On a related note, the automatic workout detection feature leaves little to complain about as well. It’s not as good as what I have experienced with the Galaxy Watch 4, but it’s not that bad either. As I mentioned earlier, I go for outdoor runs often and this watch would recognize it after 5-6 minutes into the workout.
Proprietary Zepp OS platform
Moving on, the GTR 3 runs on Zepp OS which is Amazfit’s proprietary operating system for its smartwatches. Likewise, all your workout and health-related data syncs with the Zepp app, which is available on both Android and iOS platforms. While the app itself is not the most intuitive, I’d say it gets the job done. It is very simple to use which is something I appreciate.
Having said that, just like the Huawei Watch GT 3, you don’t get a lot of third-party app support here. There are a few options for different apps but personally, I don’t find them that useful. Anyway, it has a pretty decent selection of watch faces though and I am totally obsessed with this cat watch face, because, well, I am obsessed with cats.
Moreover, I haven’t had the most bug-free experience with these smartwatches. For instance, notifications don’t appear instantaneously most of the time and I had to check my phone instead, which defeats the primary purpose of having notifications pop up on your watch in the first place. And of course, the notifications aren’t actionable either, and all you can do is view and delete them.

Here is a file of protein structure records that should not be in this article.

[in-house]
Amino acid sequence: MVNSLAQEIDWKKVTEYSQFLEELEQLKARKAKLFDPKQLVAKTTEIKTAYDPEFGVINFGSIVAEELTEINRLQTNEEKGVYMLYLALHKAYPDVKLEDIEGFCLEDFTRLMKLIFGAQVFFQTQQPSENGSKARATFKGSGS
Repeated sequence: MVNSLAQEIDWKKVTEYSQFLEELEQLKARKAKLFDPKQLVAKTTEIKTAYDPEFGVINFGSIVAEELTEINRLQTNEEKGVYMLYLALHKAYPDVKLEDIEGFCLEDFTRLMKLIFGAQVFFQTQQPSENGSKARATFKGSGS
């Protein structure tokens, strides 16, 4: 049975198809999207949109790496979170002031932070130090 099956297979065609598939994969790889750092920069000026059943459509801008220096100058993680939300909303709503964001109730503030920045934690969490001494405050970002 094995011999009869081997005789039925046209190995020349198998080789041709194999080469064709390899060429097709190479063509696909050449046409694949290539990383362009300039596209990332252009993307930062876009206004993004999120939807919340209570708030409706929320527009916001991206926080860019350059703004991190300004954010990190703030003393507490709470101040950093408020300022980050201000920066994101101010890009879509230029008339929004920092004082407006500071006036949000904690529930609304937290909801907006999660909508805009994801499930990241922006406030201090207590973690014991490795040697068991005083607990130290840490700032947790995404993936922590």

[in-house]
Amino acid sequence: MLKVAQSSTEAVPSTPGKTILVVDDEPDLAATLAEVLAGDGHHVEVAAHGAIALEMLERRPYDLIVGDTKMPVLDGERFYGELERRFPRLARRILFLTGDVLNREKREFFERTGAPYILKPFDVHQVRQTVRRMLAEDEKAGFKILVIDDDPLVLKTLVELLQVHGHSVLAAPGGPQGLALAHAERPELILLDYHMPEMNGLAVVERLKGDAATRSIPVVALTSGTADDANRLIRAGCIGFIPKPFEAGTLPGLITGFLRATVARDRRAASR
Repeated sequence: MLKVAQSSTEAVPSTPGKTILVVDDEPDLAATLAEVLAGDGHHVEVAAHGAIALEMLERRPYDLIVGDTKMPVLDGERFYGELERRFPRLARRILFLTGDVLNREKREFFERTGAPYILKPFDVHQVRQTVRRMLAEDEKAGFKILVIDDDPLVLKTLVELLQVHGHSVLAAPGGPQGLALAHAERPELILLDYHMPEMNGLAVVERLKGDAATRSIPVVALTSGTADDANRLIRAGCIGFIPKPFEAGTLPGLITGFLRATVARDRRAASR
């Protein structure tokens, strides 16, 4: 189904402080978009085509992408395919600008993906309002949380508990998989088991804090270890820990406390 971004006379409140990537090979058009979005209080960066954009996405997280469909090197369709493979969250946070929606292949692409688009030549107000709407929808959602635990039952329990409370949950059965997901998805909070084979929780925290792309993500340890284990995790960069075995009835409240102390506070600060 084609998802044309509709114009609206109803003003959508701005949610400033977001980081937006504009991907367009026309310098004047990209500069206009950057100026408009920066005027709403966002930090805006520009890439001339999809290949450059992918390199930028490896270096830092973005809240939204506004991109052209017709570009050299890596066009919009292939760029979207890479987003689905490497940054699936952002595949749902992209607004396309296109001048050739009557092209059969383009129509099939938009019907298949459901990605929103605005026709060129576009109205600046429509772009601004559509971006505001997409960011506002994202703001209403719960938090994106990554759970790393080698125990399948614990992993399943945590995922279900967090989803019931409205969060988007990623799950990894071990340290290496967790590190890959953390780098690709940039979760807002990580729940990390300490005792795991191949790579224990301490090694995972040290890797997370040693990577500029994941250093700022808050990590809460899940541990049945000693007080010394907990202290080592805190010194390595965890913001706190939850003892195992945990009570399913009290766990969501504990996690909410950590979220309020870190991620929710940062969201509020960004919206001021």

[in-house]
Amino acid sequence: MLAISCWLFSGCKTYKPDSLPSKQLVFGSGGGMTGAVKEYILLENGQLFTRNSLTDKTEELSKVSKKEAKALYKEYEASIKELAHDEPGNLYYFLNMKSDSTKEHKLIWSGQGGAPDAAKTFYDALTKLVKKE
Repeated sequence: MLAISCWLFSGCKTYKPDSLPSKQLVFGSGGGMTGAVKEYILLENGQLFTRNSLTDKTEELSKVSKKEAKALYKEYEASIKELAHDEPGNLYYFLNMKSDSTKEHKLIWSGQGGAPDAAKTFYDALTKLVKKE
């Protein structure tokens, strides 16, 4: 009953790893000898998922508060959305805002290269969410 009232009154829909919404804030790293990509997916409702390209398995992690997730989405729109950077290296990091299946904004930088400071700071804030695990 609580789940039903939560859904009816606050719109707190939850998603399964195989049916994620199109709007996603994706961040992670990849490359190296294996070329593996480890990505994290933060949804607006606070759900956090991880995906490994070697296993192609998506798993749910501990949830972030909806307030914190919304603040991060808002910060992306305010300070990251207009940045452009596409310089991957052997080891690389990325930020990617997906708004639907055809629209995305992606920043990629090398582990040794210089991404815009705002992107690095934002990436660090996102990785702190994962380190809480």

Can’t take calls
Also, the GTR 3 has a built-in microphone, but since it’s not complemented by a speaker, you cannot make or receive calls here—although it does support call notifications. The Amazfit GTR 3 Pro, which is a slightly more expensive version of this watch, can indeed make/receive calls. So if that is important to you, I’d suggest you go for the “Pro” version instead.
One incredibly annoying—and possibly a deal-breaking—bug I’ve had with the GTR 3 is that it would just shut down and restart on its own for no reason. This has been happening from the day I started using it and even after 2 updates I’ve received so far, the issue is still not fixed. Hopefully, Amazfit will look into this ASAP!
On the other hand, the watch comes with Amazon Alexa as well as offline voice assistant support. As a result, you can give voice commands like “start workout”, “brightness up”—for hands-free control.